Our messaging herein, with regard to the immediate general setup, is getting redundant. I.e., the Fed doesn't seem to be backing down from its signaling that a rate hike, that a halting of QE, and that QT (quantitative tightening [balance sheet "shrinking"]) is on the near-term horizon. Other central banks, however, the EU's and Australia's come to mind, are sounding a bit of a (relatively) dovish tune due to the dynamics around Russia/Ukraine.
Many, yours truly included, anticipated the latter from the Fed as well, and, make no mistake, there's a level of equity market pain where they'll indeed cry uncle, but, presently, the issue is inflation! And while, indeed, sufficient global angst will provide a reflexive tightening that would typically alleviate inflation pressures, the nature of today's particular angst has natural resource implications that serve to potentially offset whatever fear-inspired relief may be in the offing.
The sum of that assumption would be the term "stagflation." High inflation amid stagnant economic conditions.
You'll begin hearing that word aplenty the longer present circumstances prevail...
Just now skimmed through this morning's release of the February ISM Manufacturing Survey, and, like the balance of the global PMIs (purchasing managers indices) released overnight, the signal from the US manufacturing space does not spark fears of stagflation (inflation yes) right here. In fact, in general, optimism remains high. Of course these surveys were conducted prior to Russia invading Ukraine...
Here's the overall gist directly from the US ISM report:
“The February Manufacturing PMI® registered 58.6 percent, an increase of 1 percentage point from the January reading of 57.6 percent. This figure indicates expansion in the overall economy for the 21st month in a row after a contraction in April and May 2020.
The New Orders Index registered 61.7 percent, up 3.8 percentage points compared to the January reading of 57.9 percent. The Production Index registered 58.5 percent, an increase of 0.7 percentage point compared to the January reading of 57.8 percent.
The Prices Index registered 75.6 percent, down 0.5 percentage point compared to the January figure of 76.1 percent. The Backlog of Orders Index registered 65 percent, 8.6 percentage points higher than the January reading of 56.4 percent.
The Employment Index registered 52.9 percent, 1.6 percentage points lower than the January reading of 54.5 percent.
The Supplier Deliveries Index registered 66.1 percent, an increase of 1.5 percentage points compared to the January figure of 64.6 percent.
The Inventories Index registered 53.6 percent, 0.4 percentage point higher than the January reading of 53.2 percent.
The New Export Orders Index registered 57.1 percent, up 3.4 percentage points compared to the January reading of 53.7 percent. The Imports Index registered 55.4 percent, a 0.3-percentage point increase from the January reading of 55.1 percent.”
And here's what respondents are saying:
- “Electronic supply chain is still a mess.” [Computer & Electronic Products]
- “Strong sales growth as retail continues to return.” [Chemical Products]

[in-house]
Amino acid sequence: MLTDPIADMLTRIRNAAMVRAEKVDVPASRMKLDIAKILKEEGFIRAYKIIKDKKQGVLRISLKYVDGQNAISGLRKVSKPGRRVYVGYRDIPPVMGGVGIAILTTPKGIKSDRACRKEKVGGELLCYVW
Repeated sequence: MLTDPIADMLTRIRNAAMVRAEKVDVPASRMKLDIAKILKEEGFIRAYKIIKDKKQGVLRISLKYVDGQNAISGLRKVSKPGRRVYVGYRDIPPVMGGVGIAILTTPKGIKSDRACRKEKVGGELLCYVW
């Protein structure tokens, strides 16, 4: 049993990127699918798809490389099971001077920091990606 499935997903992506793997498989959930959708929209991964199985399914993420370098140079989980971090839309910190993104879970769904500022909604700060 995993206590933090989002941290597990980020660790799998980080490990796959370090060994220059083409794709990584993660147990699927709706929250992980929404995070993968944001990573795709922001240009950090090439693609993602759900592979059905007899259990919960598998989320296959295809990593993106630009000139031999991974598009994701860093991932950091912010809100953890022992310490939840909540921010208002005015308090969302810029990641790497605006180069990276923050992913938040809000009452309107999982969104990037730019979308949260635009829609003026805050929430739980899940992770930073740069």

- “Demand for transportation equipment remains strong. Supply of transportation services continues to be a major issue for the supply chain.” [Transportation Equipment]
- “Strong demand has continued beyond our traditional seasonality curves. Coupled with the continuing difficulties in procurement of ocean freight, operational planning and managing costs are our biggest challenges.” [Food, Beverage & Tobacco Products]
- “We have seen year-over-year revenue growth of about 10 percent due to markets coming back. However, in the automotive area, the microchip shortage is causing slowness in growth.” [Machinery]
- “Demand for steel products has increased to historic levels, driven by the automotive and energy industries.” [Fabricated Metal Products]
- “We are expecting a year of strong demand, higher prices and continued supply chain challenges.” [Textile Mills]
- “Demand continues to be strong, increasing our backlog. Production has been more consistent due to availability of parts, but we are not able to increase builds to cut into the backlog.” [Electrical Equipment, Appliances & Components]
- “Business conditions are good, demand remains strong, and we continue to be challenged to keep up with demand.” [Miscellaneous Manufacturing]
- “Business is still strong. Facing logistics and raw material supply chain issues with some products.” [Plastics & Rubber Products]
Among our 38 core positions (excluding cash and short-term bond ETF), 12 -- led by PARA (formerly Viacom), metals miners, solar stocks, ag futures and silver -- are in the green so far this morning. The losers are being led lower by carbon credits, MP (rare earth miner), bank stocks, AMD and Eurozone equities.
"If we think of the global economy as one massive entity, then navigating the economy or understanding it requires not only a micro “small picture” understanding but also a macro “big picture” understanding. And if you can understand the major influences on an economy, you’re likely to be much more informed about the smaller trends."
--Roche, Cullen. Pragmatic Capitalism
Have a great day!
Post a Comment